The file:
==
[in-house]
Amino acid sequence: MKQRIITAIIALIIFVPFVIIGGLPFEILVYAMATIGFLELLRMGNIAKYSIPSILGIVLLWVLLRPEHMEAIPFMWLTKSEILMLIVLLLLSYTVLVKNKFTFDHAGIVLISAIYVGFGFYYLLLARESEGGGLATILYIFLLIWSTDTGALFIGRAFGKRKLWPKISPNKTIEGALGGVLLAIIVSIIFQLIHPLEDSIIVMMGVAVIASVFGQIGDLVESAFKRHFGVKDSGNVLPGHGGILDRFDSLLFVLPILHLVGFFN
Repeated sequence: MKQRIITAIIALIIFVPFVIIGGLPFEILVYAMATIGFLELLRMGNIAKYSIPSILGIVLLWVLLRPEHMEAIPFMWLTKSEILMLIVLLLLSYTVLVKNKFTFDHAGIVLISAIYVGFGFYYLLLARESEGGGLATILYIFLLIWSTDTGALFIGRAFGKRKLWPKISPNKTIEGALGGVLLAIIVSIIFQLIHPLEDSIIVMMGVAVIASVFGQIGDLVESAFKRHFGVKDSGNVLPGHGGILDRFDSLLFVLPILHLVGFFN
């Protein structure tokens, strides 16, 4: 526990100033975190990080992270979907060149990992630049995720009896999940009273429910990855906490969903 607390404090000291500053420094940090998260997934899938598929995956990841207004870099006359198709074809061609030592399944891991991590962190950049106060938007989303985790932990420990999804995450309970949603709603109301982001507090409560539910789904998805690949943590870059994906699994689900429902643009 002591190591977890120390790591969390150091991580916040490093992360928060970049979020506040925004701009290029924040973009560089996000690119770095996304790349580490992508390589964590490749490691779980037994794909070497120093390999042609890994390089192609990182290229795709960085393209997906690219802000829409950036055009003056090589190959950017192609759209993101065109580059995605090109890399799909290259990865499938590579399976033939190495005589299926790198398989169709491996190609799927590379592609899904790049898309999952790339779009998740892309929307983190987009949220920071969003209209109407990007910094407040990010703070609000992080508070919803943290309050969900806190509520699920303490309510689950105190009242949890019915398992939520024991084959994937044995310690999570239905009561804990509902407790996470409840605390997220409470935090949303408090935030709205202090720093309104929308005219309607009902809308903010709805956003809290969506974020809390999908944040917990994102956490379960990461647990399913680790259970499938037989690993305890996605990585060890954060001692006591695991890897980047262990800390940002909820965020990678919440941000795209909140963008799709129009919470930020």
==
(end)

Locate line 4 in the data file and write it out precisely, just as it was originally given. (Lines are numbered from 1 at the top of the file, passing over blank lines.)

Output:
């Protein structure tokens, strides 16, 4: 526990100033975190990080992270979907060149990992630049995720009896999940009273429910990855906490969903 607390404090000291500053420094940090998260997934899938598929995956990841207004870099006359198709074809061609030592399944891991991590962190950049106060938007989303985790932990420990999804995450309970949603709603109301982001507090409560539910789904998805690949943590870059994906699994689900429902643009 002591190591977890120390790591969390150091991580916040490093992360928060970049979020506040925004701009290029924040973009560089996000690119770095996304790349580490992508390589964590490749490691779980037994794909070497120093390999042609890994390089192609990182290229795709960085393209997906690219802000829409950036055009003056090589190959950017192609759209993101065109580059995605090109890399799909290259990865499938590579399976033939190495005589299926790198398989169709491996190609799927590379592609899904790049898309999952790339779009998740892309929307983190987009949220920071969003209209109407990007910094407040990010703070609000992080508070919803943290309050969900806190509520699920303490309510689950105190009242949890019915398992939520024991084959994937044995310690999570239905009561804990509902407790996470409840605390997220409470935090949303408090935030709205202090720093309104929308005219309607009902809308903010709805956003809290969506974020809390999908944040917990994102956490379960990461647990399913680790259970499938037989690993305890996605990585060890954060001692006591695991890897980047262990800390940002909820965020990678919440941000795209909140963008799709129009919470930020």